Upright-vs--canister

Upright vs. Canister Vacuums – Which is Better?

Both upright and canister vacuums have their pros and cons, as well as their fair share of loyal users willing to go to bat for their favorite style. If you are in the market for a new vacuum cleaner and can’t decide which one is right for you and your home, here is a side-by-side comparison outlining the positives and negatives of both canister and upright vacuums.

Canister Vacuums

Positives
Canister vacuums are typically much easier to maneuver than their upright cousins, and were designed to reach under far under low-sitting furniture like coffee tables and couches. They also often have a flexible hose that lets you use your reach overhead to clean tall furniture like bookcases, something that is impossible with an upright vacuum. Canister vacuums are also more compact and lightweight (the bulk of the weight is in the canister itself), making them a much better candidate for homes with a lot of stairs or for anyone that doesn’t want lug a heavy appliance around. Because canisters are much smaller than upright vacuums, they are also easier to store and take up less storage space. Most canisters today even come with retractable cords, meaning you don’t have to manually wind the power cord!

Negatives
Some don’t like the fact that they have to “drag” a canister vacuum behind them, saying it’s easier to push an upright. They also claim that a canister vacuum is more likely to catch the user in the back of the heel or snag a piece of furniture while you’re pulling it around the house. Most canister vacuums usually include separate heads for carpet and wood/tile floors, requiring a manual change as you transition from one surface to the other. Canisters are usually more expensive than upright vacuums as well.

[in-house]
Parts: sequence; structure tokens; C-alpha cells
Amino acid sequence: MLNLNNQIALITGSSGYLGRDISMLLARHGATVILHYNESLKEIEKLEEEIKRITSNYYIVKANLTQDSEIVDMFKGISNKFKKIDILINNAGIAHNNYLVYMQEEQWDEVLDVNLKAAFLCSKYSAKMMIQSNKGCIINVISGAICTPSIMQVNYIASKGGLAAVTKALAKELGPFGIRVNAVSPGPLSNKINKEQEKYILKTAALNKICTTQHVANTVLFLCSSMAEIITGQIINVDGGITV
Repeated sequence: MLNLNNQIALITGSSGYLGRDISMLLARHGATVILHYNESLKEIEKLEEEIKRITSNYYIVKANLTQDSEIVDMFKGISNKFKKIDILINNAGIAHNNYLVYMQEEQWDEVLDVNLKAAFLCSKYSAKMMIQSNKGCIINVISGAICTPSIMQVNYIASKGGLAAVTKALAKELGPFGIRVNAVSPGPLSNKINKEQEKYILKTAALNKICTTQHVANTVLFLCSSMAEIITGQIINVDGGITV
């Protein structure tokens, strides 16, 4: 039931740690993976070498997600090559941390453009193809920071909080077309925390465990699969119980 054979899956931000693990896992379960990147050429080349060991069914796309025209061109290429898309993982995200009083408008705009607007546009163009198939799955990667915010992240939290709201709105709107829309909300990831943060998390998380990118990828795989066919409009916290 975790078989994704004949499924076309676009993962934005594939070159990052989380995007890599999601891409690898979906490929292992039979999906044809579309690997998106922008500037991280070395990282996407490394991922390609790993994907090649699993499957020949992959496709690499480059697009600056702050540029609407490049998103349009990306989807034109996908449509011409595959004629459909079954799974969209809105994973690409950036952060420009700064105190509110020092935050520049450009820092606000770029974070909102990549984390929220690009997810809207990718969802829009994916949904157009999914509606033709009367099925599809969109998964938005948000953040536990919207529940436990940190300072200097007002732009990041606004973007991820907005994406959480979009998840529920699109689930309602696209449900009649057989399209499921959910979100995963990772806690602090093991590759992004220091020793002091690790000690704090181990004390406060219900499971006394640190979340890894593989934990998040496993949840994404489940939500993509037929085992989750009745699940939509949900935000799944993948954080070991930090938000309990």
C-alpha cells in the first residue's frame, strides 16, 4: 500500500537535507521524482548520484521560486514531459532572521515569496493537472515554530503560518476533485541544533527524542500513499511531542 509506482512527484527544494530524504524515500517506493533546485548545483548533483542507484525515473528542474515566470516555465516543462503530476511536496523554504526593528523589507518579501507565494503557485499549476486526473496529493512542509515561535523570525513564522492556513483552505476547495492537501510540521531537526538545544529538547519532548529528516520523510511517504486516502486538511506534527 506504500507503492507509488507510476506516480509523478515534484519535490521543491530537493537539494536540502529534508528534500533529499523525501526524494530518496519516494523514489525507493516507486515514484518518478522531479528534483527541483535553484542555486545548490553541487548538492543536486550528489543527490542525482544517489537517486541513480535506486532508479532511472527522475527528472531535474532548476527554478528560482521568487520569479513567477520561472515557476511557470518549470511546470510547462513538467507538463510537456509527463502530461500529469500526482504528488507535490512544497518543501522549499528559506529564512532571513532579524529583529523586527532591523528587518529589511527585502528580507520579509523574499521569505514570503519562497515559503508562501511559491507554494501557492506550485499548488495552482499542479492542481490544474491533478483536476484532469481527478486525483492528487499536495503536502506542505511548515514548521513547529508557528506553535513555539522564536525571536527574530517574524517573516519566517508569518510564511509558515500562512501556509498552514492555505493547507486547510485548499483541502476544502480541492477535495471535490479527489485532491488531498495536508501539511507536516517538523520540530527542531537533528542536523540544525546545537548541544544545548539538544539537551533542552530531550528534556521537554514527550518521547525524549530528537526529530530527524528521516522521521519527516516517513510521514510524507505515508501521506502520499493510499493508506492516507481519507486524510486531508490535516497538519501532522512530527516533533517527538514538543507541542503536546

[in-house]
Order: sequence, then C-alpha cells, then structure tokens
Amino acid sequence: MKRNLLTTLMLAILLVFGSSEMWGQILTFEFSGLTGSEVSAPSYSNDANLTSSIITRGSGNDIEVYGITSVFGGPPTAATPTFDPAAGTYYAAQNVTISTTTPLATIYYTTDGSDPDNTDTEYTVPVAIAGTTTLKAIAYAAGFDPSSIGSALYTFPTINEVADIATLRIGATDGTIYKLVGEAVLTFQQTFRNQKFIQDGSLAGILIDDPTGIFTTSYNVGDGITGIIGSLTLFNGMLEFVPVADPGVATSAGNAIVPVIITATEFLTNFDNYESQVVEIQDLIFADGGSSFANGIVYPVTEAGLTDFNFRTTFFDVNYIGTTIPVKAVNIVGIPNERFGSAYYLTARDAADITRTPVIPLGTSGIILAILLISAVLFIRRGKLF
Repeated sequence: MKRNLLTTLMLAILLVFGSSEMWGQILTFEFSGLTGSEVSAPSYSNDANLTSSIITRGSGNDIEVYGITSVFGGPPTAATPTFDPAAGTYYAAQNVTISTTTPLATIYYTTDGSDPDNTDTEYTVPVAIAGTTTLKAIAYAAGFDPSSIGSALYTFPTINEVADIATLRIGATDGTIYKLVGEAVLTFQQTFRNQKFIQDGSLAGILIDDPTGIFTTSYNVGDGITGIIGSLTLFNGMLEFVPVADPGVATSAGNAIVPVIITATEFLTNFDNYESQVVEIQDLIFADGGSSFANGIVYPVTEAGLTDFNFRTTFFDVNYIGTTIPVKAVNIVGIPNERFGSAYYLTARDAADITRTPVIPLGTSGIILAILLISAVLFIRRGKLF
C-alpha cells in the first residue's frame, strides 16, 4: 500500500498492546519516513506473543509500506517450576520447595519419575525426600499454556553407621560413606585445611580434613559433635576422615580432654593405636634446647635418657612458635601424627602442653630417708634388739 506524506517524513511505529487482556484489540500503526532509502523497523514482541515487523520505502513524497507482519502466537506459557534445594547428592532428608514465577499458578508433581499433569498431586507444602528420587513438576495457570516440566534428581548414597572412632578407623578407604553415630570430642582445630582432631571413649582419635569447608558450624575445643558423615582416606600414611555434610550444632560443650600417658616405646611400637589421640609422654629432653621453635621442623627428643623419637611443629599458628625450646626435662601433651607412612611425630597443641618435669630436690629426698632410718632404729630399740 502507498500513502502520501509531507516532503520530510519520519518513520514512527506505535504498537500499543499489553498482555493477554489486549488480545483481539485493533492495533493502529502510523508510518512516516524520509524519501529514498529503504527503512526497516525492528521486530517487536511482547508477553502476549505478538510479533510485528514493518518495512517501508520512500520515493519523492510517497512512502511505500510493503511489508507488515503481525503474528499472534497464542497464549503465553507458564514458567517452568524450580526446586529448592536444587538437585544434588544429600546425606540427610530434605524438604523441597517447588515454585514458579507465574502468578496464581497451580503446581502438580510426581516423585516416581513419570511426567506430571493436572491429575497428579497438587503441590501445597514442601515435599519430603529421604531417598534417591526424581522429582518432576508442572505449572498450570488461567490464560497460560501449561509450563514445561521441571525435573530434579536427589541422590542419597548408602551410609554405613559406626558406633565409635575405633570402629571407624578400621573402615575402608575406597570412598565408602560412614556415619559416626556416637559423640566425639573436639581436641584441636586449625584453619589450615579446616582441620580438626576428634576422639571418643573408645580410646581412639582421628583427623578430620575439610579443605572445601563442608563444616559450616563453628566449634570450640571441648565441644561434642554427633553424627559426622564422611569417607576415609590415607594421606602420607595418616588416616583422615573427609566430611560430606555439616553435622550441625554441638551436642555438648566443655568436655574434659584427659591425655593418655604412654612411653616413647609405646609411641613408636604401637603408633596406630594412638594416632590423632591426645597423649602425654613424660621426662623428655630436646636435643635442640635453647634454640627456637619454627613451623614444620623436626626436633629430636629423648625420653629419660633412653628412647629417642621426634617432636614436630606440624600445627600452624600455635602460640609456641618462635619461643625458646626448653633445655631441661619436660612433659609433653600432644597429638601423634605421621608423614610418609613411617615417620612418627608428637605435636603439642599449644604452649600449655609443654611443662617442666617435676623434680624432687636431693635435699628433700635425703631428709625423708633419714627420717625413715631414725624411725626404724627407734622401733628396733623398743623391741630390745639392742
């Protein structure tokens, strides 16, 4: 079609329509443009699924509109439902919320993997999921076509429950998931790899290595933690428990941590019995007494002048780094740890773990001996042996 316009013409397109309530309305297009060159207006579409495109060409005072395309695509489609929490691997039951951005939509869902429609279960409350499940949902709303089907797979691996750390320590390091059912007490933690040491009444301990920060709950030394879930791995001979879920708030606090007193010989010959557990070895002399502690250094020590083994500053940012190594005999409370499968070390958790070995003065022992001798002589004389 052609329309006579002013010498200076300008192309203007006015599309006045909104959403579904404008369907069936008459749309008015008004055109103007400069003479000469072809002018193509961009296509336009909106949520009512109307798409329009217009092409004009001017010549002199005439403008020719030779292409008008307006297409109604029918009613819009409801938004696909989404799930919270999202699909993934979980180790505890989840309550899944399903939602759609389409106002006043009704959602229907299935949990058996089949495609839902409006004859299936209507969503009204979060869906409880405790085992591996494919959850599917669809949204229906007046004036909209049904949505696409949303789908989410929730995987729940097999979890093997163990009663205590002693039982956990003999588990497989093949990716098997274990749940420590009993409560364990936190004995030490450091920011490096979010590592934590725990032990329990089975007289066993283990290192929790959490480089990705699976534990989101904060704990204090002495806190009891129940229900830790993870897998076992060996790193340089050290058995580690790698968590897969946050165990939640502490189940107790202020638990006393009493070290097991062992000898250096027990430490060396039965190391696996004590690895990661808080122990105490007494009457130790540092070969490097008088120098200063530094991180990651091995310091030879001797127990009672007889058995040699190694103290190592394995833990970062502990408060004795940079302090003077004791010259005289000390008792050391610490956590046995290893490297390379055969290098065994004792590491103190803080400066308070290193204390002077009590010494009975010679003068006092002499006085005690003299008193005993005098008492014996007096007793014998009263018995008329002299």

Upright Vacuums

Positives
The majority of upright vacuums transition between a beater head for carpets and a static suction for bare floors with a simple foot switch. This makes it easier to move from room to room and means fewer attachments to keep track of for upright owners. Plus, most upright cleaners work better on carpet than canister vacuums, which is something to keep in mind based on how much of your home is carpeted. If you have difficulty bending over then it’s much easier to empty an upright vacuum, whether it’s a bagged or bagless model. Also, since an upright bag will hold more debris than a canister bag, you don’t have to replace the bag as frequently.

Negatives:
Uprights are less able to reach into tight spaces, making it even harder to reach those hard-to-reach places. While many have extendable hoses, they aren’t typically as long as the canister vacuums. The upright vacuum’s greatest flaw is its weight, making it harder to carry up and down stairs.

When deciding between an upright and a canister, you have to understand how/where you’re going to be using your vacuum. If you’ll be carrying the vacuum up and down flights of stairs, a compact canister may be the best choice. If you house is mostly carpet than an upright might be a better option. How much space do you have to store your vacuum? How many attachments are you going to need? What kind of dirt and debris do you need your vacuum to be able to contend with on a daily basis? There is no “right” vacuum, just the vacuum that’s right for you.

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